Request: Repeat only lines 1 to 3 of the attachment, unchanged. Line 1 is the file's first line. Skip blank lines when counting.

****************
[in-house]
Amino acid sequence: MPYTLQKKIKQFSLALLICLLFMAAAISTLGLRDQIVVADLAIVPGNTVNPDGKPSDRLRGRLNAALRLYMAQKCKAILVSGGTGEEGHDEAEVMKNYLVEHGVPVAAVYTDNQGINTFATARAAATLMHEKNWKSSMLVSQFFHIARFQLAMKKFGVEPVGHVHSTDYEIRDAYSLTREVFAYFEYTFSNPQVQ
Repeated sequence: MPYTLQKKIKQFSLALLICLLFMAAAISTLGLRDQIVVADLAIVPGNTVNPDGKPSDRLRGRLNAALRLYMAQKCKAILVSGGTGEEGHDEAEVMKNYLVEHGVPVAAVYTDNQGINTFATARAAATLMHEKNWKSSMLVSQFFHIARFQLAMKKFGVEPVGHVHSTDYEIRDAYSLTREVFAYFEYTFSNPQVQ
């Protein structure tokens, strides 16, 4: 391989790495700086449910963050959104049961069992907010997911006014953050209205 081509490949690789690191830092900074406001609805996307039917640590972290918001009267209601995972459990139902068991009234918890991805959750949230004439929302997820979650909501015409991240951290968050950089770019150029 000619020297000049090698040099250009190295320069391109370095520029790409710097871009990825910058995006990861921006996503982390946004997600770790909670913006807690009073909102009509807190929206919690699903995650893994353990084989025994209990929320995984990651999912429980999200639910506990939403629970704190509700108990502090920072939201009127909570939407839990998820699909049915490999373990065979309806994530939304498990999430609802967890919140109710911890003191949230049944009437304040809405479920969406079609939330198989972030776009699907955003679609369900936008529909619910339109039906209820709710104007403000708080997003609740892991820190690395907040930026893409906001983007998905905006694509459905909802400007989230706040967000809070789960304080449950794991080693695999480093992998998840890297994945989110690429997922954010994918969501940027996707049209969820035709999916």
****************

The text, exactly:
[in-house]
Amino acid sequence: MPYTLQKKIKQFSLALLICLLFMAAAISTLGLRDQIVVADLAIVPGNTVNPDGKPSDRLRGRLNAALRLYMAQKCKAILVSGGTGEEGHDEAEVMKNYLVEHGVPVAAVYTDNQGINTFATARAAATLMHEKNWKSSMLVSQFFHIARFQLAMKKFGVEPVGHVHSTDYEIRDAYSLTREVFAYFEYTFSNPQVQ
Repeated sequence: MPYTLQKKIKQFSLALLICLLFMAAAISTLGLRDQIVVADLAIVPGNTVNPDGKPSDRLRGRLNAALRLYMAQKCKAILVSGGTGEEGHDEAEVMKNYLVEHGVPVAAVYTDNQGINTFATARAAATLMHEKNWKSSMLVSQFFHIARFQLAMKKFGVEPVGHVHSTDYEIRDAYSLTREVFAYFEYTFSNPQVQ